*Why do some homes linger on the market for months — or years — while others are snapped up in a matter of days?
While much of it has to do with price and local inventory, a whole host of factors can conspire to make a home sit and stagnate on the multiple listing services without showings or offers.
Think of these examples as cautionary tales for sellers, with a bit of advice sprinkled in from agents who have seen it all before.
“The longer a house sits on the market, the more it gets stigmatized, “What’s wrong with that house?” and “Why hasn’t it sold?”
If you don’t want your home to be the listing that won’t budge, read on for eight listing no-nos and four tips to help you sell lickety-split.
A ‘what the heck are they thinking?’ price tag
Price is usually the overriding factor in any home that doesn’t sell. Whatever its problem, it can usually be rectified by adjusting the price.
“It’s always price for condition or price for location, “That’s one of the main reasons homes sit.”
Why are some homes priced so far above the pack? While many nostalgic sellers have unrealistic ideas about what their home can fetch, others simply can’t afford to take less because they are underwater on their loan.
“You know you have hit the right price when you have interest and offers from multiple parties,”
2. Tacky or dated decor
Everybody’s taste is different, so less is more when it comes to decor at sale time. Loud patterns and bold colors can be big distractions.
In one of my recent listings, wallpaper played a starring role in every room, as did colorful and dated window treatments and furniture.
Even the foyer was baby blue with pink trim. The gaudy decoration obscured what was a gem of an energy-efficient house, complete with 37 acres of land. The home had been on and off the market since 2010; its price dropped from $879,900 to $549,000 before selling recently — good thing, because the buyer had to invest quite a bit of money to remove all that wallpaper.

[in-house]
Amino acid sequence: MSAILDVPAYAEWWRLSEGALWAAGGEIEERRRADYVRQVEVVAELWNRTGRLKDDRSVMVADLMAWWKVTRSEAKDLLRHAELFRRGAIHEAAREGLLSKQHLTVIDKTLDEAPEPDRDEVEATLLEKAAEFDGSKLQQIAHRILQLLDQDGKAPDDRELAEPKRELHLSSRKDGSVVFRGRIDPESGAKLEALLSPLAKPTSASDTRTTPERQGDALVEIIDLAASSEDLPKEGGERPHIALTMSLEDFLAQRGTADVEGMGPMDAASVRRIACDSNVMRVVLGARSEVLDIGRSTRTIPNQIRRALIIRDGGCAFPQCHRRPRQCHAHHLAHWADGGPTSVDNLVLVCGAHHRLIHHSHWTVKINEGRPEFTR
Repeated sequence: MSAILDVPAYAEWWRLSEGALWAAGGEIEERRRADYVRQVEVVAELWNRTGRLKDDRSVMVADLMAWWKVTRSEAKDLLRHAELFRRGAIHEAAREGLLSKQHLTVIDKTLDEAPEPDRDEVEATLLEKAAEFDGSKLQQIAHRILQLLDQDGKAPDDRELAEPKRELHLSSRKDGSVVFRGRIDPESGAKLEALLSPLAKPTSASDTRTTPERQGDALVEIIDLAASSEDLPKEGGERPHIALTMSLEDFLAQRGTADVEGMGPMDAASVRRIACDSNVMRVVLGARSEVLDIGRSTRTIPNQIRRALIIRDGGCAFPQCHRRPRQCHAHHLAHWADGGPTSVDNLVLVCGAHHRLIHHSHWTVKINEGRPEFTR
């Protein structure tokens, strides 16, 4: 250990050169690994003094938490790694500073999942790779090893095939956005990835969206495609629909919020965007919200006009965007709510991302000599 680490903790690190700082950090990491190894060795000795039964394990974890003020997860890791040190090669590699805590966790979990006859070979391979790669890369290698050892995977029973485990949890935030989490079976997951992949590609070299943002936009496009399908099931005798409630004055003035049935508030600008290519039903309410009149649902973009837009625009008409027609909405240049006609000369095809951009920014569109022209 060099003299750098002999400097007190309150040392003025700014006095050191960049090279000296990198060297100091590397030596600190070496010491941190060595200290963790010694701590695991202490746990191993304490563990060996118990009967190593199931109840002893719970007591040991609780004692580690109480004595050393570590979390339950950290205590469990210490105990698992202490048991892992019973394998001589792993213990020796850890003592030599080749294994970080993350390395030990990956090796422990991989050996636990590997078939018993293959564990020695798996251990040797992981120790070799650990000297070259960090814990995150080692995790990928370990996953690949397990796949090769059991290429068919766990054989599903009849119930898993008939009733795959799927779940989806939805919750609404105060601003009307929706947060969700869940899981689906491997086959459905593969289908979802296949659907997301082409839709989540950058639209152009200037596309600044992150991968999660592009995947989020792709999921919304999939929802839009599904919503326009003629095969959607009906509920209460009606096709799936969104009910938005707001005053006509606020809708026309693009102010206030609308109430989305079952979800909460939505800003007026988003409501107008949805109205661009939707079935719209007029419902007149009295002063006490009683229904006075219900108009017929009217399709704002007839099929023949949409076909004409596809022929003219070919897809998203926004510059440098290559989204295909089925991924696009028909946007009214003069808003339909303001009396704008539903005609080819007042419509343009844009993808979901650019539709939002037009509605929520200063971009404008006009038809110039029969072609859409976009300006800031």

Other buyer turnoffs include time-capsule interior treatments such as mirrored walls, cheap wood paneling and 1970s kitchens.
3. Poor condition
If a home looks as if it’s going to cost half as much to repair or renovate as it does to purchase, it’s going to take a long time to move. Indeed, today’s buyer is a lot more reluctant to take on a “project,” especially if there are houses around it that don’t need as much work.
Ditto for homes that have strong pet or mold smells. So fix it, or prepare to lop a large amount off the price.
4. Bad location
A wonderful house can’t always overcome a bad location. Homes that are close to a power plant, waste-treatment facility or busy freeway will often sit, unless the seller is willing to take a major hit on the price.
When a freeway moves into a backyard, it forces a seller to slash their home’s price. “We had to disclose that they were putting one of those turnpike barrier walls 10 feet into the property,” “They sold for $100,000 less than the neighbors across the street.”
Moreover, when a neighborhood has disintegrated, pushing values down and crime up, it’s hard to find a buyer who wants to purchase there, and owners are forced to rent out the home, possibly under the federal government’s Section 8 housing program. Once renters are in, it’s also more difficult to show a property to potential buyers because tenants don’t want to be disturbed — or uprooted.
For more information, contact us at The Mazza Team
*If your home is listed currently with another broker, please disregard this ad, it is not our intention to solicit another broker’s listing.
By Melinda Fulmer of MSN Real Estate